Children’s Allowances—Why? When? How? And How Much
By Suzanne M. Anderson, RSW
Why? The main goal of parenting is to teach our children to be independent, responsible adults. An important feature of that is handling money. Receiving an allowance provides an opportunity to learn about money management, decision-making, saving, charitable giving and delayed gratification.
When? Depends on the child’s age, their ability to handle or understand money. Some parents give a money test. Questions can include: If you have $10 and a game costs $2.50 how much will you get back? or, How many 10-cent coins are in $1.00?
How does it all work? One of the questions that brings up the greatest variance of opinion is should the allowance be something they receive as a member of the family or as compensation for fulfilling responsibilities, such as chores. Those who advocate an allowance not being tied to chores don’t want children to grow up believing they should be paid for everything they do. Somethings just have to be done because a child is a part of a family. Those who advocate an allowance being tied to chores believe it is good preparation for the working world. Many people choose a blend where a base amount is given and additional amounts can be earned through extra chores. A parent list of chores can left on the refrigerator for bonus allowance earning.
Experts recommend that money be used only to teach money management and not as a method of control through reward and punishment.
You may want to consider teaching your children to divide their allowance for spending—which the child totally controls, sharing—which parents can guide, and saving—over which parents have veto.
Generally, allowances are provided weekly to help the child to manage and pace their spending. If they fail and spend it too quickly they will not have to wait long before they get their next instalment. Be sure to pay it reliably on the same day every week.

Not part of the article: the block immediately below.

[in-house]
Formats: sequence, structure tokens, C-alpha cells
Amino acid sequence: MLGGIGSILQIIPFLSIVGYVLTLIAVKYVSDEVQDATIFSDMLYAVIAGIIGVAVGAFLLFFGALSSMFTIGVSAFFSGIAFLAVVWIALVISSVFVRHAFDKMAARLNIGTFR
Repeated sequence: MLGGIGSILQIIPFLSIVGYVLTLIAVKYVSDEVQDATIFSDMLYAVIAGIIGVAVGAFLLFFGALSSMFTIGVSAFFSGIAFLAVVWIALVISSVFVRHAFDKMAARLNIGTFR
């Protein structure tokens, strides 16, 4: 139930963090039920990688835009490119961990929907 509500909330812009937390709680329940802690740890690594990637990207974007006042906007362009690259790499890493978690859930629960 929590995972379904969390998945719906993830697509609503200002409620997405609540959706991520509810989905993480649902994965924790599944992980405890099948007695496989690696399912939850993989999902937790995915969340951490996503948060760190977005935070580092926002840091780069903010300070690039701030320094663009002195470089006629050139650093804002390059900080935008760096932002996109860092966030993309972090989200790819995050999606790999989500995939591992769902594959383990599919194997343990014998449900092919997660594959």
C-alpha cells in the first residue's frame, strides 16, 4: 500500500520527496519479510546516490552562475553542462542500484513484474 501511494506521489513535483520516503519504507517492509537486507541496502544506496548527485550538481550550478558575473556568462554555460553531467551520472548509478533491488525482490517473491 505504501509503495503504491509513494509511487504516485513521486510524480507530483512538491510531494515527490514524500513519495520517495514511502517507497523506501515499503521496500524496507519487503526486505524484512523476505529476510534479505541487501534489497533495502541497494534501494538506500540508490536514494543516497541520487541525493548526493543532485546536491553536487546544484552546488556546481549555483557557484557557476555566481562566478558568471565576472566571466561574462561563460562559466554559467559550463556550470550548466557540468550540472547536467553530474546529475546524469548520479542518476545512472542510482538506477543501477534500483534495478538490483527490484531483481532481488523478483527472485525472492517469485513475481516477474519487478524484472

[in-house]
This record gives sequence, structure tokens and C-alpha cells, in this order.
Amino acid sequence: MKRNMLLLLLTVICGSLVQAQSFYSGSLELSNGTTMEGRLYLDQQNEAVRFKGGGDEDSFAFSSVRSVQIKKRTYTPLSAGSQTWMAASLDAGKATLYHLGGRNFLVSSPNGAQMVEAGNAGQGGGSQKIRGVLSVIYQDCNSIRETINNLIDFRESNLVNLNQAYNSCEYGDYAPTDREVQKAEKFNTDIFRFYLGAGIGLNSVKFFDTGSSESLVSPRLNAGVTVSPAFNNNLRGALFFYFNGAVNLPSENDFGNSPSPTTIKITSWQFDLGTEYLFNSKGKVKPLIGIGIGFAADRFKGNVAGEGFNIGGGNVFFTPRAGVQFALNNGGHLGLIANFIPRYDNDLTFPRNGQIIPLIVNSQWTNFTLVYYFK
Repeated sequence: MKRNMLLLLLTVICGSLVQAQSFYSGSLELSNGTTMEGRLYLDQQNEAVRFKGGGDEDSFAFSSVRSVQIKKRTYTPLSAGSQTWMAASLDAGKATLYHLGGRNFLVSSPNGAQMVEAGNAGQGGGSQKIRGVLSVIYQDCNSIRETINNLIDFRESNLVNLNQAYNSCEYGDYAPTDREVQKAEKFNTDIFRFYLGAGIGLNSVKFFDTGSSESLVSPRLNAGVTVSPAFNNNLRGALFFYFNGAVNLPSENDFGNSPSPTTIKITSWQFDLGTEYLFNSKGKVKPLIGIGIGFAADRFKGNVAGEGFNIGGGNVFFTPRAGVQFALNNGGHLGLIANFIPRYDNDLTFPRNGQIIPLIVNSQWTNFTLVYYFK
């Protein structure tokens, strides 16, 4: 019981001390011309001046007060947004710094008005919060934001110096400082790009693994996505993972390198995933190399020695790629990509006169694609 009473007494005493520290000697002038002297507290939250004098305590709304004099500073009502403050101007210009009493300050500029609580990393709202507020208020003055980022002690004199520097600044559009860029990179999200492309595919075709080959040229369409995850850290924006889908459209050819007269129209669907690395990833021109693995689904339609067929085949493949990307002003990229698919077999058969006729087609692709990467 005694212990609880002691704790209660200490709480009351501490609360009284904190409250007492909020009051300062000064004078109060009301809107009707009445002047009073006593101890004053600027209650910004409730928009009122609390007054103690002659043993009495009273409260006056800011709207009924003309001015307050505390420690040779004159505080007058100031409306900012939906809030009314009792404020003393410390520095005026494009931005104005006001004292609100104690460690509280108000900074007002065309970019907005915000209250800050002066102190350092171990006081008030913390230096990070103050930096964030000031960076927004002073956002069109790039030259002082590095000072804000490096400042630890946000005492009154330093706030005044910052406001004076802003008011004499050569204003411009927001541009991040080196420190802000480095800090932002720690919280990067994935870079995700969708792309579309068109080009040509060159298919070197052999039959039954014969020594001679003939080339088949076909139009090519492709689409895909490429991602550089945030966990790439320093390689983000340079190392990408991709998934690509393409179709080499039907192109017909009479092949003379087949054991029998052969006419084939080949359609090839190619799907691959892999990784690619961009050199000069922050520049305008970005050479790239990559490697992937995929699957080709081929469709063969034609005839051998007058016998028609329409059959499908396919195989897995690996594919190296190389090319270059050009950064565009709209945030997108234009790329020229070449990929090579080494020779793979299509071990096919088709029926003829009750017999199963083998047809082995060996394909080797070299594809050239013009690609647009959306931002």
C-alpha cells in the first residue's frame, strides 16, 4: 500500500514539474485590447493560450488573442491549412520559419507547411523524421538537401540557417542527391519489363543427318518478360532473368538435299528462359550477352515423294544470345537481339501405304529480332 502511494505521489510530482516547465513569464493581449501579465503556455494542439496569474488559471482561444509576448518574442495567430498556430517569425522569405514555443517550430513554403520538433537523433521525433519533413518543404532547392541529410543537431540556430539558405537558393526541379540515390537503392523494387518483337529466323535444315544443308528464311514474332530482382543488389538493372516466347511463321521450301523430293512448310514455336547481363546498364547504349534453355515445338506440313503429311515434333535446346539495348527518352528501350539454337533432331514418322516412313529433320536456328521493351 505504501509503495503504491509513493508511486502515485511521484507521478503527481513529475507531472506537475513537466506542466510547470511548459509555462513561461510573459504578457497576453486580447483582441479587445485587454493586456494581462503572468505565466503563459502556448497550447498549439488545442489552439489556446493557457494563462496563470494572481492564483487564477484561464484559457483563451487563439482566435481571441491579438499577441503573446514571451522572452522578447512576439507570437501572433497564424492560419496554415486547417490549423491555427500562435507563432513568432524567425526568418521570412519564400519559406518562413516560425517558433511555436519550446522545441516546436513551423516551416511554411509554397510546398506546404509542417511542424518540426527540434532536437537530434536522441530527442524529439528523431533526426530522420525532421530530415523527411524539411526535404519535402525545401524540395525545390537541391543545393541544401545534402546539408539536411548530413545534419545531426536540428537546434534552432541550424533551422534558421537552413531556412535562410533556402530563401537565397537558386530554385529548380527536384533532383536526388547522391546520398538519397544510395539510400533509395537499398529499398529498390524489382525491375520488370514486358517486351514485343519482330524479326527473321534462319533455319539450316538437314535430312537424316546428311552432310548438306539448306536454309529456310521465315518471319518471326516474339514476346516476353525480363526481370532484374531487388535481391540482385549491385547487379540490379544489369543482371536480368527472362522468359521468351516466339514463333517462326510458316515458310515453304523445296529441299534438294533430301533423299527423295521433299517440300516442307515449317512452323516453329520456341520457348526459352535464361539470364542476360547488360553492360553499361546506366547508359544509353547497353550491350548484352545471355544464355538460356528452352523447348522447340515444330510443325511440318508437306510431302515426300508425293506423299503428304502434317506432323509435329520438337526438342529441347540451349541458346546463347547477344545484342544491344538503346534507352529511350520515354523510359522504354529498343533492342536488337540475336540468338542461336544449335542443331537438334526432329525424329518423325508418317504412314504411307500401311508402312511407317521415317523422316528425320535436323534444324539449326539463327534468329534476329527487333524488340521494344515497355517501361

Be clear what it covers. For younger kids it may cover candy and games. For tweens it may include things such as movies or entertainment entrance fees and for teens may include a clothing budget.
And if they run out, it’s gone until the next week. No borrowing in advance. Learning delayed gratification is an incredibly important characteristic.
How Much? Proposed amounts vary from $.50USD to $1.00USD for each year of age, depending on the parents’ financial situation and the social context in which the family is living.
In deciding how much, consider the money spent each week responding to your child’s special requests for snacks or other items. You want to be sure that it is not so much that they can buy everything they want. And in considering this with older teens in Singapore, one mother has suggested that allowances that are too big may support our kids’ engagement in drugs and alcohol which are not inexpensive past-times. Interesting food for thought!